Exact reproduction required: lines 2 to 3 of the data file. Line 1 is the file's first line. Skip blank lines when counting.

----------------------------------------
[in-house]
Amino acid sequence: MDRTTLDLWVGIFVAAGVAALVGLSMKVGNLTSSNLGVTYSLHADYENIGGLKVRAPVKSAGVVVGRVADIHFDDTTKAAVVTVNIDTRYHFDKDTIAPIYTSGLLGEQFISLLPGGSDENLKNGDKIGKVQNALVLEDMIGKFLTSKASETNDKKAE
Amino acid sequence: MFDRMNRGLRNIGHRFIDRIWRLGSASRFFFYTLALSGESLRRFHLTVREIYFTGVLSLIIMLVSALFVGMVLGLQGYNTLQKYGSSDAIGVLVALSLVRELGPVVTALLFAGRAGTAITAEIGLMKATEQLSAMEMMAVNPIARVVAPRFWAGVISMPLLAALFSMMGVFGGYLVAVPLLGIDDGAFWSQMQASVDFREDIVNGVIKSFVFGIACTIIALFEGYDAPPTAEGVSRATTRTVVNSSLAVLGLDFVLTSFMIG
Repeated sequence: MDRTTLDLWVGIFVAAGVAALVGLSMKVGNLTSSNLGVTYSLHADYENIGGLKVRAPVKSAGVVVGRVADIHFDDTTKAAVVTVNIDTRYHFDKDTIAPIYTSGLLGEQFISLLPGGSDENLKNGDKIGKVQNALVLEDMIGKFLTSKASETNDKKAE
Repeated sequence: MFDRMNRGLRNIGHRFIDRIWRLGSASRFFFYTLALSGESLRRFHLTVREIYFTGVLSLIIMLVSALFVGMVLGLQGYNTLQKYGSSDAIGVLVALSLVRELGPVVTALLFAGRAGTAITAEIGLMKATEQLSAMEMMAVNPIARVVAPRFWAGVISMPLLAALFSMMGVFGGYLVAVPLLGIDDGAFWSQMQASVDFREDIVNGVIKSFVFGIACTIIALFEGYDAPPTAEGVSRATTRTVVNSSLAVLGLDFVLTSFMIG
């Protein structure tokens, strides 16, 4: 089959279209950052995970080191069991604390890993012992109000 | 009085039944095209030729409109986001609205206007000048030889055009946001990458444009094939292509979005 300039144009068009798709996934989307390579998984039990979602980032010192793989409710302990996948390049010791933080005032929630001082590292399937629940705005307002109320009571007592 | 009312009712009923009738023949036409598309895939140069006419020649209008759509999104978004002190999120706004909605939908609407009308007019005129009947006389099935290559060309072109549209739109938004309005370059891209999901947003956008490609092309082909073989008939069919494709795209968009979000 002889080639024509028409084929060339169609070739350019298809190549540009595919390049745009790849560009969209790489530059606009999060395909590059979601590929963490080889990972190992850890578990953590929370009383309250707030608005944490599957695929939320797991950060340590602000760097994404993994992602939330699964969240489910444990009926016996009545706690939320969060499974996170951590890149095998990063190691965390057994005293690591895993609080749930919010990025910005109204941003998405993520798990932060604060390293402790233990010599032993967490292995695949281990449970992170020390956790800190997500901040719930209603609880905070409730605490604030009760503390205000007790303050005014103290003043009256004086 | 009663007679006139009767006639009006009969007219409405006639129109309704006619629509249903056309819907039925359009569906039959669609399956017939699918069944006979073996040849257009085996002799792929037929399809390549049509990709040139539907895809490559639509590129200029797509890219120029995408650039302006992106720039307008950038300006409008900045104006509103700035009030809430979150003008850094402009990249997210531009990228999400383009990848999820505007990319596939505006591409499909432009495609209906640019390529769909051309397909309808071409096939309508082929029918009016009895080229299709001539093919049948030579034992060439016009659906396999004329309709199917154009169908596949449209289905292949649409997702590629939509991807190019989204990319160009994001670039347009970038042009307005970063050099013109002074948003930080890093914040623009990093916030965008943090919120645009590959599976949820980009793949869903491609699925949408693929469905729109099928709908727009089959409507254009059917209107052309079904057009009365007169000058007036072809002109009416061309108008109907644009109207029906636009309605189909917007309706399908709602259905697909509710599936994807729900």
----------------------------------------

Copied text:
Amino acid sequence: MDRTTLDLWVGIFVAAGVAALVGLSMKVGNLTSSNLGVTYSLHADYENIGGLKVRAPVKSAGVVVGRVADIHFDDTTKAAVVTVNIDTRYHFDKDTIAPIYTSGLLGEQFISLLPGGSDENLKNGDKIGKVQNALVLEDMIGKFLTSKASETNDKKAE
Amino acid sequence: MFDRMNRGLRNIGHRFIDRIWRLGSASRFFFYTLALSGESLRRFHLTVREIYFTGVLSLIIMLVSALFVGMVLGLQGYNTLQKYGSSDAIGVLVALSLVRELGPVVTALLFAGRAGTAITAEIGLMKATEQLSAMEMMAVNPIARVVAPRFWAGVISMPLLAALFSMMGVFGGYLVAVPLLGIDDGAFWSQMQASVDFREDIVNGVIKSFVFGIACTIIALFEGYDAPPTAEGVSRATTRTVVNSSLAVLGLDFVLTSFMIG